oneday

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Re: Tell me about the time you got made redundant/lost your job?
« Reply #3 on: May 31, 2016, 10:19:42 PM »
Mother Fussbudget covers the preparation pretty well.  I would add for people in the US and maybe other parts of the world: apply for unemployment right away.  The waiting period before benefits kick in starts the day you apply, not the day employment ends.  Or so I have been told.

Also, make a financial plan ahead of time (besides emergency fund, plan to liquidate investments, cut expenses, etc). 

Below is my tale.  I think the warning sign was that under the new ownership, the client list was not intentionally grown.  It was allowed to stagnate; there's always someone terminating services for some reason and without anyone actively bringing in new clients, the business eventually becomes revenue negative.

I had been working for a very small company.  The owner had 5 employees when I started (including me) and was down to 4 by the time I had been there four years.  The owner was past retirement age; early to mid 70's.  But he loved working & the rumor was his father had died at his desk & he planned to as well.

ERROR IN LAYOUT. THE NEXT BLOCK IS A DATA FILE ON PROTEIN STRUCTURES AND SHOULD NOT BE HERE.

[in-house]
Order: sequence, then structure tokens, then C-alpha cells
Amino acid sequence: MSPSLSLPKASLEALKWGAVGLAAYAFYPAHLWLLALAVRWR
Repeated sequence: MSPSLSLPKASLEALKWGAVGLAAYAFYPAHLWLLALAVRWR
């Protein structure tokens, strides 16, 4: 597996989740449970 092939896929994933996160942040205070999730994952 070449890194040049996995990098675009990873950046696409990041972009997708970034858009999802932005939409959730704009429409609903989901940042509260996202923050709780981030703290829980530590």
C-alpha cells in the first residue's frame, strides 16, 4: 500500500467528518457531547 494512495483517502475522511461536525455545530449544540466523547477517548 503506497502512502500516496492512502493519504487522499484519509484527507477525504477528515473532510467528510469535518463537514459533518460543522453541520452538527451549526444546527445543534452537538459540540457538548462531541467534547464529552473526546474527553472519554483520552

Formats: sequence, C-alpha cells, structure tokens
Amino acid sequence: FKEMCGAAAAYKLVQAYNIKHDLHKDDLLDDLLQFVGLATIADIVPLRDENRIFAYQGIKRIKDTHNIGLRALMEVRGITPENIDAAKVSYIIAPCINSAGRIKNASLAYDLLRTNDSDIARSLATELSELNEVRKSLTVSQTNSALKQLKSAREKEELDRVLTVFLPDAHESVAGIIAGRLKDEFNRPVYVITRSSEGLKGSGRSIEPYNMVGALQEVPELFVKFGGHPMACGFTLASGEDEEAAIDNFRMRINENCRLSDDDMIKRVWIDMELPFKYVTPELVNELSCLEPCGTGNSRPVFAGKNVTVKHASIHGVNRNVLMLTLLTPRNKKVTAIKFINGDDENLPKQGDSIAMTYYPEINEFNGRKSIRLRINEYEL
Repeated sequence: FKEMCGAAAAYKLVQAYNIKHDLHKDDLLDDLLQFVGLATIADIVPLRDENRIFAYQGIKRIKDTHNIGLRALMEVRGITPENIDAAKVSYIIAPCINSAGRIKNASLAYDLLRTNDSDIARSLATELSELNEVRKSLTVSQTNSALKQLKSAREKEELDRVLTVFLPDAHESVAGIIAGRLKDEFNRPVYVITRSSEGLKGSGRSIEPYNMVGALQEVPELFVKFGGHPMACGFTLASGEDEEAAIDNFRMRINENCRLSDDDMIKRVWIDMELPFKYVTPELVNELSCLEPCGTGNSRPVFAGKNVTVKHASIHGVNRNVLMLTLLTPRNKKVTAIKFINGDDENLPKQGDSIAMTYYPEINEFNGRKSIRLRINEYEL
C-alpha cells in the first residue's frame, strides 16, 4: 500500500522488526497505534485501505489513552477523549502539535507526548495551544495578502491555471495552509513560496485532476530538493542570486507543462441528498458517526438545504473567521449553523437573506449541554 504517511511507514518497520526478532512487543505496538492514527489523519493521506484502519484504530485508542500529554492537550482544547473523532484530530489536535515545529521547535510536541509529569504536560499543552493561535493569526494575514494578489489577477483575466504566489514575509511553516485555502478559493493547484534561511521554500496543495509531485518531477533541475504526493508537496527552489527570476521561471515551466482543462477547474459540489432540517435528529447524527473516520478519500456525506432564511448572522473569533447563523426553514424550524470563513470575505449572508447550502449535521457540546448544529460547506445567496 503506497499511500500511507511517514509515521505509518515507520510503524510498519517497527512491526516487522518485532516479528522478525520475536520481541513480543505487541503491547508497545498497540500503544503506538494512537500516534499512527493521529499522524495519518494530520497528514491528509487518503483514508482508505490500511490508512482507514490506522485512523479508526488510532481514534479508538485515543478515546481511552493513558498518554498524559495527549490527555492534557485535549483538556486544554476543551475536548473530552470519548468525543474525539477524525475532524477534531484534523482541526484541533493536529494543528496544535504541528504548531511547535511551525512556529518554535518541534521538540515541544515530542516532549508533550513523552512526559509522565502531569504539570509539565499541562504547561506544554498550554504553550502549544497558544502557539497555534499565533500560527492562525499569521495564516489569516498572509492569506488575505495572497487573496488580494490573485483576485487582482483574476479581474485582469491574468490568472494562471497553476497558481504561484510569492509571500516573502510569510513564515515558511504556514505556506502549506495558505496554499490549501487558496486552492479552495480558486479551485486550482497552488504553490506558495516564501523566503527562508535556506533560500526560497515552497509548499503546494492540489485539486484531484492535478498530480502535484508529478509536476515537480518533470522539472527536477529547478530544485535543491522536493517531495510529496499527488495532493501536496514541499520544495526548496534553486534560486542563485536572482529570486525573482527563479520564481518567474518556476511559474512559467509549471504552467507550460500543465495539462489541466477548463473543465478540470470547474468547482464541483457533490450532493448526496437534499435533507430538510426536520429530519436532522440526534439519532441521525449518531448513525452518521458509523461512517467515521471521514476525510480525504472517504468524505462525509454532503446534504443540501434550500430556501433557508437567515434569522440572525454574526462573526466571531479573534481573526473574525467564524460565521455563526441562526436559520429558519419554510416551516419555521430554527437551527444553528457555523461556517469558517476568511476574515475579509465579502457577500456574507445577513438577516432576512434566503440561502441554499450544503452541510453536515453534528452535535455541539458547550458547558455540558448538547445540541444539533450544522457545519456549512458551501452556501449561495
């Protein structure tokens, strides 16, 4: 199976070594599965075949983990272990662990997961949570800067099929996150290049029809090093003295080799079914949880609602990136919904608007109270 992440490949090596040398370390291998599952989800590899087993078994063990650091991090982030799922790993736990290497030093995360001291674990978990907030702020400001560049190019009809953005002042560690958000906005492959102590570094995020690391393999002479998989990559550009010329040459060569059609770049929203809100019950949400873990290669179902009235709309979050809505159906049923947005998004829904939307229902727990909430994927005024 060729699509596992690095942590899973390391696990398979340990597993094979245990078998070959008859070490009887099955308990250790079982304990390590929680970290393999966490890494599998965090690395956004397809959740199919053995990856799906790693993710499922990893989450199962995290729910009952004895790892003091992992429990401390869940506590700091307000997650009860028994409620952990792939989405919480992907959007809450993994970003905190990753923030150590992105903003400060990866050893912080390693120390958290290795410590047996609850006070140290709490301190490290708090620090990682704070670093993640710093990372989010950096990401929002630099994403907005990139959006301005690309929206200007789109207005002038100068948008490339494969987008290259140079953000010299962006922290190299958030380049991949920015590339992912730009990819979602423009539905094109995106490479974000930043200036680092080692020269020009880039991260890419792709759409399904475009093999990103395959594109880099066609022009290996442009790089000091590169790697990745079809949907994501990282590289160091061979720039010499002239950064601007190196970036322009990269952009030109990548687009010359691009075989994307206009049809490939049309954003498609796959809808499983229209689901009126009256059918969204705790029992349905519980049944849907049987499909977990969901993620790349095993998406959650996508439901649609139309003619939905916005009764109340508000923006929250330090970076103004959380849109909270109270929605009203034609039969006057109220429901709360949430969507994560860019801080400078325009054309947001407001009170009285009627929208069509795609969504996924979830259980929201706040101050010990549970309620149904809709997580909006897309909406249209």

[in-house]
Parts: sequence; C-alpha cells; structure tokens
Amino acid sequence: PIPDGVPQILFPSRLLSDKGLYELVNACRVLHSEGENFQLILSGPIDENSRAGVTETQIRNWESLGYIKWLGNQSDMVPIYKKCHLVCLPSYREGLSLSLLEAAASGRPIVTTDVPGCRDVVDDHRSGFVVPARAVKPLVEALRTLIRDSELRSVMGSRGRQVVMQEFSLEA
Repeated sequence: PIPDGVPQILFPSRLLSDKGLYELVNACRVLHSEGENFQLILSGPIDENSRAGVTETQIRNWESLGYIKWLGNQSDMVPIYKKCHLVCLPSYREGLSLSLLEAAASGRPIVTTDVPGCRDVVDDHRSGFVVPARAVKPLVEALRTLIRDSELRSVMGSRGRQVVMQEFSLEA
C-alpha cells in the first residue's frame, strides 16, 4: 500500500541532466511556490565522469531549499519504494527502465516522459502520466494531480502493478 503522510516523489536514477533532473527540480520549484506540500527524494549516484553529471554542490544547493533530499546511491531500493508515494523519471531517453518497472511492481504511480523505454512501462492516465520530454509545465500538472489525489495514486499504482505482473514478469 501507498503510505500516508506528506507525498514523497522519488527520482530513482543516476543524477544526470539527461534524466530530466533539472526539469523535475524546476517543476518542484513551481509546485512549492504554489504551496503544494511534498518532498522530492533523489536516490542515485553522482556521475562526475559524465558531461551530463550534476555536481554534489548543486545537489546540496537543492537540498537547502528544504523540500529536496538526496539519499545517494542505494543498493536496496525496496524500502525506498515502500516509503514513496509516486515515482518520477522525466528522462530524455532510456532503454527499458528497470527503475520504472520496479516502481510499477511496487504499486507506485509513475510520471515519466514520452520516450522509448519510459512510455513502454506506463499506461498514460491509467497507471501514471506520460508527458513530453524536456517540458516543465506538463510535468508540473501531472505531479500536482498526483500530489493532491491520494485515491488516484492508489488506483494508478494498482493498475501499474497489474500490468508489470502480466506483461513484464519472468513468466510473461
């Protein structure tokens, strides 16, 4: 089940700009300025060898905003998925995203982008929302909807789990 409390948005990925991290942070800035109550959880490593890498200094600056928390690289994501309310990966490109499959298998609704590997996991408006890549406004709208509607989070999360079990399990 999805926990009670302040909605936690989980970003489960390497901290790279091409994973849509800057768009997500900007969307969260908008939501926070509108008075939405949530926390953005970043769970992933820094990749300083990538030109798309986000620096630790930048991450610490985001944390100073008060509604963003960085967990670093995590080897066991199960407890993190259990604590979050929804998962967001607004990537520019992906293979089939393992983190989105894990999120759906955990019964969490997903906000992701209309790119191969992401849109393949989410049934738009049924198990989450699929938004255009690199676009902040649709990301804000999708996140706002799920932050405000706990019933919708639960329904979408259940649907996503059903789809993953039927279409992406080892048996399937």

His plans changed, I guess, or the rumor was never true.  He sold the firm to a larger firm (100 or so employees).  We four continued to operate as as a satellite office, taking care of existing clients, while the former owner worked as a contract salesman to provide "continuity" to the clients (he had been the face of the business to these clients in some cases 25+ years).

One year later, I guess our revenues dwindled too low & they came in one Friday for the normal team meeting, but instead of making an action plan, laid us all off and turned our clients over to case managers in the main office.

Faraday

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Re: Tell me about the time you got made redundant/lost your job?
« Reply #4 on: May 31, 2016, 11:07:21 PM »